A chemical genomic approach towards determining the molecular target of anti-proliferative compounds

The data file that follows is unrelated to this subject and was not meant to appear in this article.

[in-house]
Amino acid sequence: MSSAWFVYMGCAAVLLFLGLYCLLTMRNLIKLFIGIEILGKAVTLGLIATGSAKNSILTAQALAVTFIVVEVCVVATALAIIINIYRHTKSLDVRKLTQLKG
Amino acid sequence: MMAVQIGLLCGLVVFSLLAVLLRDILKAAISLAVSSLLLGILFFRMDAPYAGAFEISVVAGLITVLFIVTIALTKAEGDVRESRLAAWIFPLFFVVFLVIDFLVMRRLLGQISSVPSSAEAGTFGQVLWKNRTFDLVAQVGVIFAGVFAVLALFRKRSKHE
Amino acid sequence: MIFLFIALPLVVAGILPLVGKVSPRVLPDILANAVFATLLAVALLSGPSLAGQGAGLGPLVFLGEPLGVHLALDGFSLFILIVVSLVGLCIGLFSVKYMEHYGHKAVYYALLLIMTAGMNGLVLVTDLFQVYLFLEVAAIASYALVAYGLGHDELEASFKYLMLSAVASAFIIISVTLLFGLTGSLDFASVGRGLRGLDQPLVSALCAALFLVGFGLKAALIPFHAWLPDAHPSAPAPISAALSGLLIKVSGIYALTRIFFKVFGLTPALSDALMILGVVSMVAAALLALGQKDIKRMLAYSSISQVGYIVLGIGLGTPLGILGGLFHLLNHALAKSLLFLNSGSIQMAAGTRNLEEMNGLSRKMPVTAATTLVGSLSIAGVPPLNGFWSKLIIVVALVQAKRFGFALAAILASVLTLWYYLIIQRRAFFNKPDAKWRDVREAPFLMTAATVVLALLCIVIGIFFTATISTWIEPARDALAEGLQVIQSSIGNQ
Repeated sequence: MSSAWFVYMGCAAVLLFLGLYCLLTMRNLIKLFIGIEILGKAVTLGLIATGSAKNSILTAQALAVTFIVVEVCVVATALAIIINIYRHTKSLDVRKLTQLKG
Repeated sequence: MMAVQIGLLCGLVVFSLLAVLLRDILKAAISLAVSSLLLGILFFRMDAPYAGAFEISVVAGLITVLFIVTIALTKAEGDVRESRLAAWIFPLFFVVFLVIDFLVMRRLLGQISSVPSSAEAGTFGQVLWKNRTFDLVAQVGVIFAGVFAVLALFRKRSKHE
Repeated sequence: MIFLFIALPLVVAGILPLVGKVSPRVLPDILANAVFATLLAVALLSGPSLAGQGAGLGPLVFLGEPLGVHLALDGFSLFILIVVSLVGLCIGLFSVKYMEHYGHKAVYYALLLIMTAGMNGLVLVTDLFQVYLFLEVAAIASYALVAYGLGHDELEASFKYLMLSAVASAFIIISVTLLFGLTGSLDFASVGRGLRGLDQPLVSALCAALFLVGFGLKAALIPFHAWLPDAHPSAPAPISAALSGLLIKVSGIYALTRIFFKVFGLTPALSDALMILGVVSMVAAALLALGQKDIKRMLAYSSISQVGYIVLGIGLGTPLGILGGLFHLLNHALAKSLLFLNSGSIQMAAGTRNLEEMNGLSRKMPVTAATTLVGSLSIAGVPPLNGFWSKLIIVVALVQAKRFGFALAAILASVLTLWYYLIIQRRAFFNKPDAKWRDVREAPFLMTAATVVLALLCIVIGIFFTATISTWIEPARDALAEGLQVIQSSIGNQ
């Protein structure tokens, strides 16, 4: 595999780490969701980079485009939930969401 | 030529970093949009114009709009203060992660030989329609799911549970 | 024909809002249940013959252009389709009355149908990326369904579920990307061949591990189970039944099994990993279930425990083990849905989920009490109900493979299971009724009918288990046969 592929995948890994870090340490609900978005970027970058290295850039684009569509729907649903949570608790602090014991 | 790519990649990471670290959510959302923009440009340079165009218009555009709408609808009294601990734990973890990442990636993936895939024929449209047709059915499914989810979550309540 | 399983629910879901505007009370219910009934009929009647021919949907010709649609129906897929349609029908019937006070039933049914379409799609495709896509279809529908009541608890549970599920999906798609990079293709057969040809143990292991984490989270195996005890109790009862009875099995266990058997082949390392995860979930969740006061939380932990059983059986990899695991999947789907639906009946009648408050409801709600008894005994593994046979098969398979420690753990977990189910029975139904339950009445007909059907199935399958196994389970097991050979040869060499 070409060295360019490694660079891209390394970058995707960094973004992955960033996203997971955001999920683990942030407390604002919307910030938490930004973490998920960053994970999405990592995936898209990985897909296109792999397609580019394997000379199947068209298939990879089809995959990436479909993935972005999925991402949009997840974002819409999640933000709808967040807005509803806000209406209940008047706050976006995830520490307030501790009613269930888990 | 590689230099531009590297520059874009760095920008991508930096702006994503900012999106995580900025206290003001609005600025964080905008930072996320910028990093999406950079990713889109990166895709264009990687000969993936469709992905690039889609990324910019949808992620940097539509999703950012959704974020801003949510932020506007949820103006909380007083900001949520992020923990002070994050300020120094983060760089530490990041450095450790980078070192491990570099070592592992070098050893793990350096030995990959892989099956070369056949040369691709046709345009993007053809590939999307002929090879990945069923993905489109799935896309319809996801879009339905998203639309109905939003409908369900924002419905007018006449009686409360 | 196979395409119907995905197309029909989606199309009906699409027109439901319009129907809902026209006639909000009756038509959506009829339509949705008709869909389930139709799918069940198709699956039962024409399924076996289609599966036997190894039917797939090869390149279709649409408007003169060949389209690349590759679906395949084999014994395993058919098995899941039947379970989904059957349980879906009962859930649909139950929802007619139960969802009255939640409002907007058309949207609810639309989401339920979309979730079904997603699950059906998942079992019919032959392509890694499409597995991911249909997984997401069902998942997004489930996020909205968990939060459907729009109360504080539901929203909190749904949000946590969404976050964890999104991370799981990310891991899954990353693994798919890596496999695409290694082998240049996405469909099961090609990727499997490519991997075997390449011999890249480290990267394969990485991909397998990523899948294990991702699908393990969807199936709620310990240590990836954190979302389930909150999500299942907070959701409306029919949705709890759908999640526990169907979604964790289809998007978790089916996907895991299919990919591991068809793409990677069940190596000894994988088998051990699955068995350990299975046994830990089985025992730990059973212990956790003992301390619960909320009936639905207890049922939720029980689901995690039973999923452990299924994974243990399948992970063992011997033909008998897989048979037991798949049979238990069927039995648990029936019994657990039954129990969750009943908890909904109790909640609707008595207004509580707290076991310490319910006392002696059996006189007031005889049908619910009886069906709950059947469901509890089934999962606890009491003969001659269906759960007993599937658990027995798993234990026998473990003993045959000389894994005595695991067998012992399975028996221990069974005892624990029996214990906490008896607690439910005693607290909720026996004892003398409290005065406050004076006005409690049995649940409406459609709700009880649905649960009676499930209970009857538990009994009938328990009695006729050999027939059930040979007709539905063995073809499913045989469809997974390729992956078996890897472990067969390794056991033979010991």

Drug target identification is a time consuming stage of the drug discovery process. Chemical genomics offers a solution to this hurdle. In chemical genomics, a target specific chemical ligand is applied on a genomic scale. This technique was used to identify the molecular target of anti-proliferative agents using changes in mRNA transcript levels upon treatment. Whole-genome transcription profiling experiments employed the eukaryotic model organism Saccharomyces cerevisiae for small-molecule perturbation experiments in addition to traditional genetics. Chemical genomics was used to examine the molecular target of borrelidin, a macrolide with conflicting published biological activities. The initial transcription profiles showed an increase in the transcript ratios of genes involved in amino acid biosynthesis upon treatment with borrelidin. In yeast, the GCN4 pathway regulates general amino acid control. The accumulation of uncharged tRNA activates Gcn2p which prevents the formation of the eIF-2 complex. In turn, this simulates the translation of Gcn4p, which results in the transcription of over 30 genes involved in amino acid biosynthesis. Experiments using GCN2 and GCN4 gene deletions determined that borrelidin targets the amino acid biosynthetic pathway through GCN4p. The profiling data indicates that an alternative mechanism exists for the translational regulation of Gcn4p other than through Gcn2p, which was confirmed using immunoblot analysis with eIF2 a and phosphorylated eIF2 a antibodies. In the second application of chemical genomics, a diverse collection of synthetic compounds was evaluated in a cell-based toxicity assay. The screen revealed a subset of cyclic sulfones that inhibited growth of A549, human small lung carcinoma, cells. Within this subset, 4-(1-phenyl-lH-tetrazole-5-sulfonyl)-butyronitrile (PTSB) was the most active compound. PTSB was shown to inhibit growth of both wild-type S. cerevisiae and A549. Whole-genome transcription profiling experiments in S. cerevisiae indicated that PTSB is involved in the cellular response to oxidative stress. Analysis of the profiling data using systems biology predicted the thioredoxin pathway as the target. Biochemical assays with thioredoxin (Trx) and thioredoxin reductase (TrxR) validated that PTSB inhibits TrxR. The structure of PTSB suggests a novel mechanism of inhibition. This research illustrates the significance of applying chemical genomics to the target validation stage of drug discovery.